Q: Did you sense this big performance coming on?

A: That's always a hindsight thing to me. After you get a win like that, ‘yeah, I felt it all week.' I always feel good. I always feel good. I can trick myself in that way. The reality is that you prepare to do the best you can, you lay your head down at night, you get an opportunity to perform, you do it, and it is what it is. I thought they were focused in preparation, yes. I thought they did practice hard. I thought there was great attention to detail. But I also thought we had that kind of week when we were preparing to play Arizona. It's football. That's why you play the game.

Q: Any second thoughts about putting Ben back in the game?

A: No, none. He got complete medical clearance from our medical staff. He had a desire to do it. He's a competitor. This is a competitive game played by competitive men, coached by competitive men. Guys walk on the field; they desire to walk off the field. I wanted to give him that.

Q: Mike, what's happening with Jerame's back and how is Max Starks doing when he plays tight end?

A: Specifically, in terms of his back, he has what can be described as a lumbar spine disc problem. I'm reading it off the sheet. He's got some disc issues in his back. Is rest going to be a healing factor? That's what we're trying to see. Is a procedure necessary? Maybe at some point. We just have to exercise some patience and seeing how it unfolds. In regards to Max, he's doing a heck of a job part-timing as a tight end, giving us a big man on the edge, giving us an opportunity to move the line of scrimmage with the other tight ends. You know how we like our three-tight end personnel groups. He's a rather large one. Max is a sharp guy, he's a team guy. He's willing to do whatever to help us win and we appreciate his efforts in that regard.

Q: Mike, are you getting to the point where you have to bring in another tight end if Jerame's back doesn't improve?

A: We're pleased with what Max is doing in that regard right now. That's where we are right now.

Q: Are you going to throw to Max?

A: That'd be a stretch. You can write that we will not throw the ball to Max. (Laughs). And then if we do, I'll come in and apologize for lying.

Q: The way the passing game is developing, could you go more to the pass the way other teams are doing it?

A: We're going to do what we feel like we need to do on a week-to-week basis to win games. Ultimately, that's all that matters. If we lose, our methods are under question. If we win, they're not. So we need to stay focused on what's relevant, and that's winning football games. The manner in which we go about it doesn't matter. We've got to look at the matchups, put our guys in position to be successful, whatever that position is, and try to get wins. That's the way we've approached it to this point. I know sometimes over the course of weeks a personality shows itself, and that's part of it, but we're going to look at the matchups week to week. A lot of the times, the matchups are similar. We feel good about our capability to run the football. But when they're not, we're going to throw the football because we desire to win.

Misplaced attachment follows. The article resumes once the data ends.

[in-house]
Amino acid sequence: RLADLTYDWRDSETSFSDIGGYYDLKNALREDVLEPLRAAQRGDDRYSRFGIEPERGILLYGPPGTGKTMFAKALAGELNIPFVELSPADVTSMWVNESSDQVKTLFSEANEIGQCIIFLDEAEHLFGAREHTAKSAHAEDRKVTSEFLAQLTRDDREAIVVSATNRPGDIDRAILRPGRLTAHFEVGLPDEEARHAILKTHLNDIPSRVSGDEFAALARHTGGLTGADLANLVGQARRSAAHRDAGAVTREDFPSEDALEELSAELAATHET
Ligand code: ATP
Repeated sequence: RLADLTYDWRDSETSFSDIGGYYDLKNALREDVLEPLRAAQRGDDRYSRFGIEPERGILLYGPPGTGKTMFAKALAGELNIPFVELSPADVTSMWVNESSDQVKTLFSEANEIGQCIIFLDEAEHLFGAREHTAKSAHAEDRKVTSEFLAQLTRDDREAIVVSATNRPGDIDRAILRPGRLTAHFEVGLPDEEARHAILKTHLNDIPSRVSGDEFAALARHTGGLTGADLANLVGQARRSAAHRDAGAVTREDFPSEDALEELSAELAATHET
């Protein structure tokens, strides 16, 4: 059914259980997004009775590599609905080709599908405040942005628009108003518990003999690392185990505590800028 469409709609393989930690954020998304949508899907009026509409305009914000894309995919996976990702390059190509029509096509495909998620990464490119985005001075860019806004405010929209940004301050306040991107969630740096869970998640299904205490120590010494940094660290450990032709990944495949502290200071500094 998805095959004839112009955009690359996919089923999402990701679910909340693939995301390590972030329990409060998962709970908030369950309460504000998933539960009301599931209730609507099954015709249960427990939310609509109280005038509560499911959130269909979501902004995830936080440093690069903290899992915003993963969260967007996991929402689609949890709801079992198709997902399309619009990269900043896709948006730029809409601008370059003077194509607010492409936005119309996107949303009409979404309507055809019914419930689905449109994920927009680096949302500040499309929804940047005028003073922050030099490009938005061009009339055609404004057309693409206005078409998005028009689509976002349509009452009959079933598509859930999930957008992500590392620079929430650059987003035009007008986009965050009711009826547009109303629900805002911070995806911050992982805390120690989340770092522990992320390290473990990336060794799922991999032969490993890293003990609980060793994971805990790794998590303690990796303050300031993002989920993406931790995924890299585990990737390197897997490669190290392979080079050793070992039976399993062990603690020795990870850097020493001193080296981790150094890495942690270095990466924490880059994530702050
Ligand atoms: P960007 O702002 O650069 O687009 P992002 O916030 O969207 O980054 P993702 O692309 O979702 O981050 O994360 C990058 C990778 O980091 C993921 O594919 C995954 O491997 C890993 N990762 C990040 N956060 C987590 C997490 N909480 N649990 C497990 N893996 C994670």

Q: Do you look at the inactive list before the game and does that alter what you're going to do?

A: It does because you get a sense of what they're going to do from a personnel-packages standpoint. You get the injury report last night 90 minutes before kickoff last night and you see Todd Heap is not playing, that Danny Wilcox is not playing. It changes what they're capable of doing from a tight-end standpoint. But they do similar things when they look at ours. There's a natural cat-and-mouse when you're preparing to play.

Q: Did you expect both of them not to play?

A: It became evident that they weren't going to play. That didn't reveal itself when those sheets came out, no.

Q: How did the offensive line hold up against their front seven and how did it help you get the ball down the field?

A: We didn't run the ball well enough. We didn't. They did a nice job. Not for lack of trying: Najeh (Davenport) had 11 carries; Willie had 23. They did a nice job. As coach (Dick) LeBeau says, sometimes you get the bear, sometimes the bear gets you. In that regard, the bear got us. They did a nice job defending the run. But again, it's our goal to win. Our inability to run the football will be less of a story this week because we won.

Q: Did you pass block well enough?

A: We were able to deliver the ball down the field because we had short fields. The defense gave us the ball in the short areas. Ben does what Ben does. It was a splash-play game. I don't think you could take what transpired and say that it was a dominant effort from an execution standpoint, where we won by attrition. No, we had some guys make some splash plays and it ran the scoreboard up and we were able to win.

Q: How have you seen Ben grow as a leader?

A: He's been the same guy really kind of every day. I've only been here one year. Those leadership kinds of things don't really show themselves during the offseason. Live bullets have to be flying for those things to be showing themselves. I sensed those characteristics in him back in the spring, but he's confirming them now.

Q: He's halfway to 40 touchdowns. Did he look like a guy who could throw 40 to you when you took over this football team?

A: Yes.

Q: Why?